‘I.S.S.’ Review: Claustrophobia And Tension Abound In New Space Thriller


It’s no news that the deep dark void of space is terrifying. We don’t know much about what lurks past our own atmosphere, and the horror genre has cleverly played with such a fact. In her new film I.S.S., director Gabriela Cowperthwaite tackles the horrors of space from a new perspective. This time, there’s no extraterrestrial threat. Instead, a group of American and Russian astronauts must grapple with a world-altering event unfolding on the ground as they float through space in the International Space Station (or I.S.S.).

Dr. Kira Foster (Ariana DeBose) and Christian Campbell (John Gallagher, Jr.) are two astronauts heading to the I.S.S. in the name of science. Once they arrive, they meet their American colleague Gordon Barrett (Chris Messina) and the Russian crew: Weronika Vetrov (Masha Mashkova), Nicholai Pulov (Costa Ronin) and Alexey Pulov (Pilou Asbæk). At first, they all form a tentative but playful bond, one made stronger by isolation and a shared love of science. Early on, it’s made clear that the crewmates don’t discuss politics. Such discussions would ruin their camaraderie, so they choose to ignore wider cultural issues in the name of peace. In space, no one can hear you argue.

But of course, that vow to avoid politics crumbles as the crew discovers a nuclear attack has occurred on Earth. From up above, they helplessly watch as huge swaths of the world are burning, the tranquility of space no longer a comfort. Now, each crew is given a directive from their respective home countries: take control of the space station by any means necessary. Sorry, buds, but that rule of no politics has been thrown out of the proverbial window; war has now extended past our atmosphere.

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If that sounds like your worst nightmare, strap in because it just keeps getting worse. What ensues is over an hour of claustrophobic tension as the crew’s paranoia builds and their attempts to survive get more desperate. Cowperthwaite taps into the primal instincts of human nature, as well as the horrors of distrusting your fellow man, to propel I.S.S. towards a harrowing conclusion. It’s an impressive chamber piece that uses low gravity and the tiny halls of a space station to weave a very possible horror story about the state of the world.

While the film is packed with tension, I.S.S. does start to drag in the middle and becomes a bit repetitive in its structure of identifying a potential traitor and dealing with that singular threat. It’s disappointing because much of the film is quite literally propulsive in its action, but the uneven pacing is what keeps this space thriller from reaching its full potential.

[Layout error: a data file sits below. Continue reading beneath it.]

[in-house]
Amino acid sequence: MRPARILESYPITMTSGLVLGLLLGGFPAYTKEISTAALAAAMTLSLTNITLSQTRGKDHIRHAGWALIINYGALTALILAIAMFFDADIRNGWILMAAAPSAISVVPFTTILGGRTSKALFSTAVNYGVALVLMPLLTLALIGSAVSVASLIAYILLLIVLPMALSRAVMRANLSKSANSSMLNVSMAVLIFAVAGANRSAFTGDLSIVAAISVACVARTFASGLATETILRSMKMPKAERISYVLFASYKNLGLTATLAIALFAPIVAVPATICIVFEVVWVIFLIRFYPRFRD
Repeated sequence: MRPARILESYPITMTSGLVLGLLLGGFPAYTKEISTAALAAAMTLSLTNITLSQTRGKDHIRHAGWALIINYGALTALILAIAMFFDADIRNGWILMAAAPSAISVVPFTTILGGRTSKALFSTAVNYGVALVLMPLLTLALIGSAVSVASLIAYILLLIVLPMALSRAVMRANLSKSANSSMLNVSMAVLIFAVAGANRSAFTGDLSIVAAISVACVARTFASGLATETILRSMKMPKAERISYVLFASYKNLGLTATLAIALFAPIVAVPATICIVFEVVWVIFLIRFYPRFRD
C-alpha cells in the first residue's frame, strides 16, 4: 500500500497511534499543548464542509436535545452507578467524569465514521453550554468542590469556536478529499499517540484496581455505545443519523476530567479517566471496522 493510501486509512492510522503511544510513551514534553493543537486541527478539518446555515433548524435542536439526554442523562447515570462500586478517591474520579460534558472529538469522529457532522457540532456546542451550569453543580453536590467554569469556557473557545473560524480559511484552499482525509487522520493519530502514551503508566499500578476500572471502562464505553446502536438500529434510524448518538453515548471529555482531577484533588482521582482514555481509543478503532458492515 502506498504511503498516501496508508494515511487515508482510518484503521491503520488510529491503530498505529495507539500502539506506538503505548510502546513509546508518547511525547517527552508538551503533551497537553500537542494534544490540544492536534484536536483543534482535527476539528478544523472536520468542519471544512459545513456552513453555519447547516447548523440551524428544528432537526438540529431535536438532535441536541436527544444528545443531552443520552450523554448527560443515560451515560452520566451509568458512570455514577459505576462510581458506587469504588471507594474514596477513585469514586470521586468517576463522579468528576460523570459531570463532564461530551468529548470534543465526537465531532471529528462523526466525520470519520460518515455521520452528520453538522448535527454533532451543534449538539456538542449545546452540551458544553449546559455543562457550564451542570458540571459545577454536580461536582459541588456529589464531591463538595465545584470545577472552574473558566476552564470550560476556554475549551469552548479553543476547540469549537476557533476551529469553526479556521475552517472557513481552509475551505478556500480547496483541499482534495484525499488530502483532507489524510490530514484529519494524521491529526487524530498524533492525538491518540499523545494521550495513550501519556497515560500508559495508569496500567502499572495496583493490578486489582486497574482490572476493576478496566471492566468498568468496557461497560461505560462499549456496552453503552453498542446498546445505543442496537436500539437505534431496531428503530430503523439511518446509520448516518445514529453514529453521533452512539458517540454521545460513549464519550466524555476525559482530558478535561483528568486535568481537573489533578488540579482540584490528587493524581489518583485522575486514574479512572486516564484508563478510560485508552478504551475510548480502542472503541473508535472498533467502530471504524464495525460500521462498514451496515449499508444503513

Plus, it feels like a bit of a disservice to the point of the film to not more deeply engage with the current sociopolitical climate. Tensions between Russia and the United States aren’t new, but the current conflict in Ukraine is, and while there’s no need for it to be a central discussion point, it feels strange to not further interrogate international relations in a film that is about international relations. This is another instance of a film trying to dodge politics while forgetting that its entire existence is because of political strife.

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Regardless, with a rather small budget of $13 million (at least for a feature set entirely in space), Cowperthwaite and her team make this feel like they’re really filming in space. Nick Remy Matthews‘ cinematography and the effects work make I.S.S. feel much more expensive. One particular scene involving Chris Messina navigating the outside of the ship is both gorgeous and heart-stopping as he slowly climbs across the station’s exterior. If anything, I.S.S. joins Godzilla Minus One in films that stretch their (relatively) smaller budgets to extraordinary technical heights.

Of course, the ensemble cast is also stellar, especially DeBose and Asbæk (with a special shout out to Messina’s dad ‘stache). DeBose embodies the nervous yet excited scientist who doesn’t want to reveal her hand too quickly. Meanwhile, Asbæk leans into his career of playing the evil guy to twist viewer expectations. The entire cast has great chemistry that sells the tension and the tragedy of humanity’s division due to politicians’ egos.

Overall, I.S.S. is a technically gorgeous film that will have your stomach in knots. There are a few missteps in terms of pacing and its political message, no doubt, but it’s still an impressive piece of filmmaking. If space thrillers are your jam, then jump in the rocket and strap in because Cowperthwaite is ready to take you on a wild ride.



‘I.S.S.’ is a technically gorgeous film that will have your stomach in knots.



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